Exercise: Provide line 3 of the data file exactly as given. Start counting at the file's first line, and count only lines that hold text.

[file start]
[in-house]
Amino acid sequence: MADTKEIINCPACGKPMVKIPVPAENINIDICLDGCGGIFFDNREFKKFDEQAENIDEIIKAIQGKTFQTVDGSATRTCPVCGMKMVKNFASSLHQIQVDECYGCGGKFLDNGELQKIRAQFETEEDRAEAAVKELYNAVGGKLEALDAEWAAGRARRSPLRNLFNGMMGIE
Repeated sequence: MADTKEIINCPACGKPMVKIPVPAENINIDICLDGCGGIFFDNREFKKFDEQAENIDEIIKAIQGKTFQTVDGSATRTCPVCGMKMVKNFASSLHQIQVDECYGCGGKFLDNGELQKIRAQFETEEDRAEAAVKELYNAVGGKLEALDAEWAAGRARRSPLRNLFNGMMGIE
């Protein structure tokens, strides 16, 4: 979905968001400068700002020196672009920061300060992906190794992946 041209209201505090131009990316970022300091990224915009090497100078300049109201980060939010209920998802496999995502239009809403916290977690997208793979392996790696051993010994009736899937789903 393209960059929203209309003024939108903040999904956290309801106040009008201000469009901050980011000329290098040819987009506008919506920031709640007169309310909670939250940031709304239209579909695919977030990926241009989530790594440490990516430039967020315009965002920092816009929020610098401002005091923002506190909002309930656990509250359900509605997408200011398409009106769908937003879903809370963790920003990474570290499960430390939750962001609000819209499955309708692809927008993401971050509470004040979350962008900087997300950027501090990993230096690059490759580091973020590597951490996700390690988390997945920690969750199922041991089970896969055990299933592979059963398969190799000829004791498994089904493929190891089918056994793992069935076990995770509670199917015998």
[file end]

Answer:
Repeated sequence: MADTKEIINCPACGKPMVKIPVPAENINIDICLDGCGGIFFDNREFKKFDEQAENIDEIIKAIQGKTFQTVDGSATRTCPVCGMKMVKNFASSLHQIQVDECYGCGGKFLDNGELQKIRAQFETEEDRAEAAVKELYNAVGGKLEALDAEWAAGRARRSPLRNLFNGMMGIE